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The Washington Nitrate Prioritization Project is a compilation of groundwater data we published in May 2016 that identifies groundwater areas in Washington that are most vulnerable to nitrate contamination.
The information is not new, however what’s new is that we have compiled the groundwater data into one location. We have also prioritized the areas most susceptible to nitrate contamination. Previously, this data could only be found by searching a number of sources.
The goal of this project is to help the public – as well as local and state health officials and government decision-makers – be better informed about risk. Having access to this data in one location supports our efforts to protect problem areas.
Agencies contributing to the report, along with ourselves, included the Washington Departments Health and Agriculture, as well as the U.S. Environmental Protection Agency, U.S. Natural Resource Conservation Service, U.S. Geological Survey, and the Washington Conservation Commission.
If you have technical comments, please contact Laurie Morgan at Laurie.Morgan@ecy.wa.gov or 360-407-6483.
Nitrate contamination is a concern because groundwater is a source of drinking water for many people. Nitrate contaminated drinking water can harm the health of babies and lead to “blue baby” syndrome, which is a decreased ability of the blood to carry oxygen.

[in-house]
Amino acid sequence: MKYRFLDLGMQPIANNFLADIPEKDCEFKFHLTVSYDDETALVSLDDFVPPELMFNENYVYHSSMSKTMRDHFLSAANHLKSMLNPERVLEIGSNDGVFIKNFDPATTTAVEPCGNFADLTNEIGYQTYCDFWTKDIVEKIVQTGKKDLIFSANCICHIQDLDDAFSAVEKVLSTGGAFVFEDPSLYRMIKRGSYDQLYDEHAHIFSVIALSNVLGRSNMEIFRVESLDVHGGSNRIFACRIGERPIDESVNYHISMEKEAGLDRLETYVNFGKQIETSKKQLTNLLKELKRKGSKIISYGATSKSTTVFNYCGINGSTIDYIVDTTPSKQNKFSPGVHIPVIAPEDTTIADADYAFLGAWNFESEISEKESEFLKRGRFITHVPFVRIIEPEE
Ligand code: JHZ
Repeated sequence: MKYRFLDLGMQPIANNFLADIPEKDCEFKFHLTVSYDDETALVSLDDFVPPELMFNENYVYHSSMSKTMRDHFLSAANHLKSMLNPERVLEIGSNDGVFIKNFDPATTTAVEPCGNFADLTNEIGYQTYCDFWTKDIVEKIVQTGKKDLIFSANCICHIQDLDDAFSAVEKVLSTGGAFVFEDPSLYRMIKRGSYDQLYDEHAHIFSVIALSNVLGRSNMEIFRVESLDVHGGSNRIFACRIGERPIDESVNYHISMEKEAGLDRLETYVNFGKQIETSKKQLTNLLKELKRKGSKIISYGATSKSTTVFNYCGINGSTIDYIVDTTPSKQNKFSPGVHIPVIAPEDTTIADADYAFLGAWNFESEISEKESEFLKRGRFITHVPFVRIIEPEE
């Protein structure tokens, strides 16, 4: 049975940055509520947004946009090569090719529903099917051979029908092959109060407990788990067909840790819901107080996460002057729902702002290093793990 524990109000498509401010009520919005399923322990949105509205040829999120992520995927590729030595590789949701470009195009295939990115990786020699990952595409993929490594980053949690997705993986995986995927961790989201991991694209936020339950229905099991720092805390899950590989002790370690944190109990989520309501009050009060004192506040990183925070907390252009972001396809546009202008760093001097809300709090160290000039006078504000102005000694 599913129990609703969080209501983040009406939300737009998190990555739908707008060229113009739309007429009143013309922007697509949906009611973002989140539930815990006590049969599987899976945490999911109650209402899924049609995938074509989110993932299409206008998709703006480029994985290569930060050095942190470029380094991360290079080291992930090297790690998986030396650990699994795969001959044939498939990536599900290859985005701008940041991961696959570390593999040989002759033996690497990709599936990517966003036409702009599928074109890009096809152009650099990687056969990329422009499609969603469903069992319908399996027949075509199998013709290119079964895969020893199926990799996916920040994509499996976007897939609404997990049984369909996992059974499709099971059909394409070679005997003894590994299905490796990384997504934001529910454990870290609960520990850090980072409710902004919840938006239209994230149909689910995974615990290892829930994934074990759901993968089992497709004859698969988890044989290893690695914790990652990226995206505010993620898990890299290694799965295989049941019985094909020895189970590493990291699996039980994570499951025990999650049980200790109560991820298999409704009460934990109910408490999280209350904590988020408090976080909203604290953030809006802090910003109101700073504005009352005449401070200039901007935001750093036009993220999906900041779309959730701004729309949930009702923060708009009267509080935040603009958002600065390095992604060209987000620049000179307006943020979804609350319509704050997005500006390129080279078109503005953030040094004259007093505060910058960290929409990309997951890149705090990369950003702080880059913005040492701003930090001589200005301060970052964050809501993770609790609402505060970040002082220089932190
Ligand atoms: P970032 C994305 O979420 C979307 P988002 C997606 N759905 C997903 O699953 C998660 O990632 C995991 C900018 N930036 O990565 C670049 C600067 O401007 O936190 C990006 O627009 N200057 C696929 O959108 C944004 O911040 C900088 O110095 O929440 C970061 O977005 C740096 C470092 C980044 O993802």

Nitrates can get into groundwater from many sources, including fertilizers, manure on the land, and liquid waste discharged from septic tanks. Natural bacteria in soil can convert various forms of nitrogen into nitrate. Nitrates are a good fertilizer for crops and plants, but when there is more fertilizer than they can use, rain or irrigation water can carry nitrate down through the soil into groundwater.
Washington state is seeing a rise in groundwater nitrate contamination as our use of fertilizer, manure production, and population have increased.
Both public water supply wells and individual residential wells have been contaminated in some areas of the state. Among others, these include the Sumas-Blaine Aquifer in Whatcom County, the Lower Yakima Valley and the Columbia Basin. Millions of dollars have been spent to deal with nitrate contamination of groundwater. Once aquifers are contaminated, it is difficult for them to recover.
For more information, please read the Department of Health Office of Drinking Water factsheet Nitrate in Drinking Water and the Northwest Pediatric Environmental Health Specialty Units factsheet Nitrates, Blue Baby Syndrome, and Drinking Water: A Factsheet for Families.
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